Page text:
Strong Opinions @marksbirch

Random thoughts from a NYC entrepreneur and investor about start-ups, technology and the people that make it all happen. Also find time for good tunes and good food.
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This is Part Three of a three part series. View Part One and Part Two to read more on this series.

CRM sucks.  You know it, I know it, and the world of enterprise tech knows it.  Yet companies are still shelling out billions a year on it, vendors keep serving it up, and users keep drowning in despair.  Even today’s current flavor Social CRM is not appearing to help.  While it has been an open secret for well over a decade, very little has been done to solve the inherent problems in CRM adoption and the lack of return on investment (ROI).  Instead, we simply get another feature or get fed another acronym in a research report.

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Customer Relationship Management certainly manages stuff and contains customer information, but somewhere along the line we managed to forget the relationship part.  By relationships, I mean not just relative to the customer and company.  The relationships between users and how they engage with customer through technology and modes of interaction is just as important.

A new vision of CRM is what we need.  CRM, as a technology and a business philosophy, is really one of the few ways that companies can differentiate themselves from the pack.  Great products only get you so far.  Eventually the market catches up and the competition is not about product, it is about how you are reaching and engaging with your audience.  The way you keep that audience engaged and loyal comes down to servicing their needs.  Without that customer-centric view point, you are merely throwing darts at a wall.

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We need to build a significantly better CRM.  For CRM to truly succeed, it needs to squarely and competently address four major deficiencies that have plagued every single CRM technology to date:

  • Interface – The interfaces are an abomination across all CRM tools.  Even SaaS based offerings are guilty of this crime by simply lifting the old client/server screens to the web.  Adding a social media “timeline”, creating badges, or inventing more ways to do the very same task have also done nothing to improve things. As such, usage and adoption drop off rapidly unless the carrot and stick approach is used.  Think about it, when did you ever hear a user of a CRM system ever rave about using a CRM tool?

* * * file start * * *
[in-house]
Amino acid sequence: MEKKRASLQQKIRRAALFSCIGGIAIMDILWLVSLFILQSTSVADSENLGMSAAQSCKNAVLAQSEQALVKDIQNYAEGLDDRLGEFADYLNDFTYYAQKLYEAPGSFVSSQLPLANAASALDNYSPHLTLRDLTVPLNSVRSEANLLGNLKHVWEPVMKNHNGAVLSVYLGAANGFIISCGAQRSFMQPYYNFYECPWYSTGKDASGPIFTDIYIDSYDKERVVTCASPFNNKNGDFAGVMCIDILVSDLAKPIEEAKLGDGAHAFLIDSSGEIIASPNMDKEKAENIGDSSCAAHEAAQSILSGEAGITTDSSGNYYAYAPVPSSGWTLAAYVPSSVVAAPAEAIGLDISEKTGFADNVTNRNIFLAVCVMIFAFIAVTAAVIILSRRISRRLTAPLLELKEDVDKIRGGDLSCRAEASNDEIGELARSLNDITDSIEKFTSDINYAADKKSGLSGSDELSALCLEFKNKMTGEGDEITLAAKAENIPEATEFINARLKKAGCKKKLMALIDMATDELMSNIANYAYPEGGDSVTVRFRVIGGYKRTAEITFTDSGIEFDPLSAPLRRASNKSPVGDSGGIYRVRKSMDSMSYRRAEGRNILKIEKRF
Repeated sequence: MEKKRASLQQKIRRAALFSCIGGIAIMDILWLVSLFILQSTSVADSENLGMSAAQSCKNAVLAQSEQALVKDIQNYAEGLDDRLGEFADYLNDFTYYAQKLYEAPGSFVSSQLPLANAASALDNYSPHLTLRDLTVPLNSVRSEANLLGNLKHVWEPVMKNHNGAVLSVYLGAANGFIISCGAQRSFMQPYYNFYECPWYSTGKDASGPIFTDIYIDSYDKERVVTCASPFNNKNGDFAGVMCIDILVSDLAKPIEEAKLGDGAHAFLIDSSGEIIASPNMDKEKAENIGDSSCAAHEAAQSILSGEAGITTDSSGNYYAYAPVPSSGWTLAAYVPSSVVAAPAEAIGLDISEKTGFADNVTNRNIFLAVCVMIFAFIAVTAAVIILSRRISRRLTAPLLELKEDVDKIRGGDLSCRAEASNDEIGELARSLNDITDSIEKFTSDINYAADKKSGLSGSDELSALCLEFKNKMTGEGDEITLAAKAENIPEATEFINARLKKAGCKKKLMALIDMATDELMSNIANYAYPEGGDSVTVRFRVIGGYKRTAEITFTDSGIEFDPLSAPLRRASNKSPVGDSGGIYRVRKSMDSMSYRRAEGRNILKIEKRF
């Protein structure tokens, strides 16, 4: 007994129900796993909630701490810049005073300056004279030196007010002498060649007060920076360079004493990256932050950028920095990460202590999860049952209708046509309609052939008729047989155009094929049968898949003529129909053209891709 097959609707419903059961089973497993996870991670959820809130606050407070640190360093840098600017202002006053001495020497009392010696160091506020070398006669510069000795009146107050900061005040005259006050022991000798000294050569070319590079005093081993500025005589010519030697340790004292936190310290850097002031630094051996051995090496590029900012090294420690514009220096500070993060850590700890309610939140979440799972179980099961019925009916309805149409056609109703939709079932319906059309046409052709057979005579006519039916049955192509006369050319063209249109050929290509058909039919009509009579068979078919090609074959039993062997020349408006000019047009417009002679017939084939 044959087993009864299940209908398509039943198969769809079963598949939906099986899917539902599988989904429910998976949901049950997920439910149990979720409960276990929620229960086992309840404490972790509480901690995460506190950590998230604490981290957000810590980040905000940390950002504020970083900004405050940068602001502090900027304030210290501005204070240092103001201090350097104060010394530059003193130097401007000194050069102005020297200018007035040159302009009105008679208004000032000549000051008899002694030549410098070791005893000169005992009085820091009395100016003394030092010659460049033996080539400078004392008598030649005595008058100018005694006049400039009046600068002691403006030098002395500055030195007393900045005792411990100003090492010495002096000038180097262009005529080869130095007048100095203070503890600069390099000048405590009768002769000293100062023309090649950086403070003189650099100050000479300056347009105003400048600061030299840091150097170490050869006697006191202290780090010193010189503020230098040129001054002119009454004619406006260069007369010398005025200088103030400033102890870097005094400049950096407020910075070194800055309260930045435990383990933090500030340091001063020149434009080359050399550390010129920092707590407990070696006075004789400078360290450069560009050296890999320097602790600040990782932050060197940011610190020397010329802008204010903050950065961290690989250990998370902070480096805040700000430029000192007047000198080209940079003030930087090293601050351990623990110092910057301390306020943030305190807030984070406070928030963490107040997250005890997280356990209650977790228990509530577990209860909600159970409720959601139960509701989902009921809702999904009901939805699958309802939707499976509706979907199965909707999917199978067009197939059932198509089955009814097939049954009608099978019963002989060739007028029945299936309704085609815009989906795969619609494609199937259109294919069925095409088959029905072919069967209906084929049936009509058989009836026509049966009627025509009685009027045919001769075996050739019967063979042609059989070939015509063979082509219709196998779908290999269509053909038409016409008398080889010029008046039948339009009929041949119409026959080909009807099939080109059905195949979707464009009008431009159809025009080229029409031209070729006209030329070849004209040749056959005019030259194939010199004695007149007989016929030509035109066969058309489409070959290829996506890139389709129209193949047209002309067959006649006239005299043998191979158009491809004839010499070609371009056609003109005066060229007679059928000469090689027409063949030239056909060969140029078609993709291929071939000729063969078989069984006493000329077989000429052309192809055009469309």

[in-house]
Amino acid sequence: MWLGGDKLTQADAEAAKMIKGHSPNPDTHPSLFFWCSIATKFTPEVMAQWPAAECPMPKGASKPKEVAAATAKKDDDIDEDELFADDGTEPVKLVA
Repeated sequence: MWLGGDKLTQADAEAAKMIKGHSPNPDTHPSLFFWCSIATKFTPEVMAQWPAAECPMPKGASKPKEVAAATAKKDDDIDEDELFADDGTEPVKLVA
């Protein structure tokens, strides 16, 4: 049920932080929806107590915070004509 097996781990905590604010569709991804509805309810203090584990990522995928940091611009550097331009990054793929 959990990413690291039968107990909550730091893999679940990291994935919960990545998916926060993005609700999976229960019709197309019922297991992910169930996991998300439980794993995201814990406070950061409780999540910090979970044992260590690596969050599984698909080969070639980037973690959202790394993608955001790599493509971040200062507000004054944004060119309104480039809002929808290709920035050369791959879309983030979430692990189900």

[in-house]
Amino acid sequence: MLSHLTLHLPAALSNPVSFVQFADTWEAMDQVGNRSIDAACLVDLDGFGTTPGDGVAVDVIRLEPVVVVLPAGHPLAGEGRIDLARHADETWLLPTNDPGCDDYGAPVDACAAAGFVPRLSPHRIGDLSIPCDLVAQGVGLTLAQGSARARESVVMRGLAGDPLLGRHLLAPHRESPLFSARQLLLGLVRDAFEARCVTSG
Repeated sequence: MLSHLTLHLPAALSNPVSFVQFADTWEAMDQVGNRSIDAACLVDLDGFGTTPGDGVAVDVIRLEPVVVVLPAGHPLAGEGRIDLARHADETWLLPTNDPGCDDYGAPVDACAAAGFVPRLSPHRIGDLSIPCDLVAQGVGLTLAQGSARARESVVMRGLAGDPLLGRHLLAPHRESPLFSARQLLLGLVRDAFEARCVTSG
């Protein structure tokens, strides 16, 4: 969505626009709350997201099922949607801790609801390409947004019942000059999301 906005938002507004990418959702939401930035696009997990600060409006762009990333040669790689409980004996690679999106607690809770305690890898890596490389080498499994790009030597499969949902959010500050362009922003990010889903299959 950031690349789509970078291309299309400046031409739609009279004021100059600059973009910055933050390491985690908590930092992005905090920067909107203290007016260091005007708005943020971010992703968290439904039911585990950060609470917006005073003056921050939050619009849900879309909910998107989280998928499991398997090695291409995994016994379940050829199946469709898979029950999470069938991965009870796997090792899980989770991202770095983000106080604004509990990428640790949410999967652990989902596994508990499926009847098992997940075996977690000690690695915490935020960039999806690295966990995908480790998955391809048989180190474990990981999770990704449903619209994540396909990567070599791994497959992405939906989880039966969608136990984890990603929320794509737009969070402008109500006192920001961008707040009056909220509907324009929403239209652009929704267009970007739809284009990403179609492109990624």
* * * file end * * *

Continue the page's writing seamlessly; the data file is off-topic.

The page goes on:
• Integration – This is not integration of backend systems, which has existed for awhile.  In fact, at the enterprise level, integration has been the source of many implementation woes.  From ensuring the integrity of master data, to the linking of business processes such as “click to lead” and “order to cash”, there has already been enough “integration” going on at the systems and process level.
  • Insight – CRM has been integrated to a variety of reporting and analytics tools since the earliest days.  Whether simple Excel and comma delimited data exports, or connecting data warehouses to multi-dimensional analytics tools, there has not been a lack of well-formatted data or customizable charts.  What is missing though is something that can determine “so what” and what the best course of action is to take. 
  • Immediacy – Opportunities fade away pretty quickly.  The time for users to click to another website, abandon a shopping cart, or hang up the phone is seconds.  Yet, in that short span of time, the chance to serve the customer disappeared in a flash.  Most CRM technologies are great at collecting data, some are good at producing pretty charts, but almost none of them provide answers instantaneously or generate a call to action for the customer that is meaningful.  This means aligning buying interests and seller’s offer at the intersection of need, location, value, and time.

There are not many specific items regarding the better CRM.  However, that is part of the point.  It is not another feature set or requirements document.  CRM requires a complete overhaul, not just a nose job or nip-and-tuck.  There are a lot of vendors and startups that are merely glancing at the problem, yet no one is tackling it head on.  In essence, what we are talking about is a completely new way to use technology and an approach that is user and relationship centric.  It is a more human CRM in design, philosophy, and implementation.